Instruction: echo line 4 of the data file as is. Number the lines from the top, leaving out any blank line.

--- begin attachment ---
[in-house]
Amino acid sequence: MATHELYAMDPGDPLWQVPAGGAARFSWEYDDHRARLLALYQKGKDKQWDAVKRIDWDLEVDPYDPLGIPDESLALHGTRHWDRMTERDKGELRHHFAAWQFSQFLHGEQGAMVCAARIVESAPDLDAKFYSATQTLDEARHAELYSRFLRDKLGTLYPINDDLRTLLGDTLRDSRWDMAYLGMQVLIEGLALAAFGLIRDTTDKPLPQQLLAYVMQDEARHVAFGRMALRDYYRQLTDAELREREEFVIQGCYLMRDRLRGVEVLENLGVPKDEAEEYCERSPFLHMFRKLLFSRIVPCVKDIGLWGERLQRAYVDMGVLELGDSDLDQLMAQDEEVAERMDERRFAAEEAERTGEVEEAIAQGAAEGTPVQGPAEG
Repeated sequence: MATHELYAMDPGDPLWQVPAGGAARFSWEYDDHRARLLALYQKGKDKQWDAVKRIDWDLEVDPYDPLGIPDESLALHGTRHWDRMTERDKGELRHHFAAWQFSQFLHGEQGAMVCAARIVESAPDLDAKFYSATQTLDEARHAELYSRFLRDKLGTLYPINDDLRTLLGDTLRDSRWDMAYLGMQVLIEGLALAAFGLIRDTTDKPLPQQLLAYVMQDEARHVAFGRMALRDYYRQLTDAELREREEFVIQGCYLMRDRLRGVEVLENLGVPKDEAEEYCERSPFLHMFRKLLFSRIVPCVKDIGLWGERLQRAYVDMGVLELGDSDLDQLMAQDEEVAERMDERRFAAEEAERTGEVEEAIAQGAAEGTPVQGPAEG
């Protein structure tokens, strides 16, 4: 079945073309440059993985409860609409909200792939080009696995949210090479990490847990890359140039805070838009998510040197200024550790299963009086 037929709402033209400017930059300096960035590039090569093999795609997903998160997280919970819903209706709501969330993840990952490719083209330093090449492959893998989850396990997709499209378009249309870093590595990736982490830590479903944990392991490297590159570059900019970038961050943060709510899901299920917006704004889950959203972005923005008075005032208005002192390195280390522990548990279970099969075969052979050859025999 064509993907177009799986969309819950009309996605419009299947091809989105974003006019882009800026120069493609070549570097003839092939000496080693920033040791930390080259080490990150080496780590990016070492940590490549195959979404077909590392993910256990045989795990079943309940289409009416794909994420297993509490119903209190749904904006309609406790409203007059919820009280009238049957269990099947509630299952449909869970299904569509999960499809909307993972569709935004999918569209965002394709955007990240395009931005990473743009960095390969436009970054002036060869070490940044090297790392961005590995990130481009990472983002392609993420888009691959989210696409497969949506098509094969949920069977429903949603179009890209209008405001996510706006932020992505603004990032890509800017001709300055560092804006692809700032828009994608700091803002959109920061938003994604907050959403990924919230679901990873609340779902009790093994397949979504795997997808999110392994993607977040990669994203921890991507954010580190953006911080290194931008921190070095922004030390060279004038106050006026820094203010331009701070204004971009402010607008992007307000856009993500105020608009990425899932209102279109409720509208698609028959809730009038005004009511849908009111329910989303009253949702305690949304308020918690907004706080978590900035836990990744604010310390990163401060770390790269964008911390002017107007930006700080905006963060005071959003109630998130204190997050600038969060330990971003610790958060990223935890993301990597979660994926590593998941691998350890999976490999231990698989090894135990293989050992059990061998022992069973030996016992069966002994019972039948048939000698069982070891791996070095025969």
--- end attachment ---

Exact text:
């Protein structure tokens, strides 16, 4: 079945073309440059993985409860609409909200792939080009696995949210090479990490847990890359140039805070838009998510040197200024550790299963009086 037929709402033209400017930059300096960035590039090569093999795609997903998160997280919970819903209706709501969330993840990952490719083209330093090449492959893998989850396990997709499209378009249309870093590595990736982490830590479903944990392991490297590159570059900019970038961050943060709510899901299920917006704004889950959203972005923005008075005032208005002192390195280390522990548990279970099969075969052979050859025999 064509993907177009799986969309819950009309996605419009299947091809989105974003006019882009800026120069493609070549570097003839092939000496080693920033040791930390080259080490990150080496780590990016070492940590490549195959979404077909590392993910256990045989795990079943309940289409009416794909994420297993509490119903209190749904904006309609406790409203007059919820009280009238049957269990099947509630299952449909869970299904569509999960499809909307993972569709935004999918569209965002394709955007990240395009931005990473743009960095390969436009970054002036060869070490940044090297790392961005590995990130481009990472983002392609993420888009691959989210696409497969949506098509094969949920069977429903949603179009890209209008405001996510706006932020992505603004990032890509800017001709300055560092804006692809700032828009994608700091803002959109920061938003994604907050959403990924919230679901990873609340779902009790093994397949979504795997997808999110392994993607977040990669994203921890991507954010580190953006911080290194931008921190070095922004030390060279004038106050006026820094203010331009701070204004971009402010607008992007307000856009993500105020608009990425899932209102279109409720509208698609028959809730009038005004009511849908009111329910989303009253949702305690949304308020918690907004706080978590900035836990990744604010310390990163401060770390790269964008911390002017107007930006700080905006963060005071959003109630998130204190997050600038969060330990971003610790958060990223935890993301990597979660994926590593998941691998350890999976490999231990698989090894135990293989050992059990061998022992069973030996016992069966002994019972039948048939000698069982070891791996070095025969």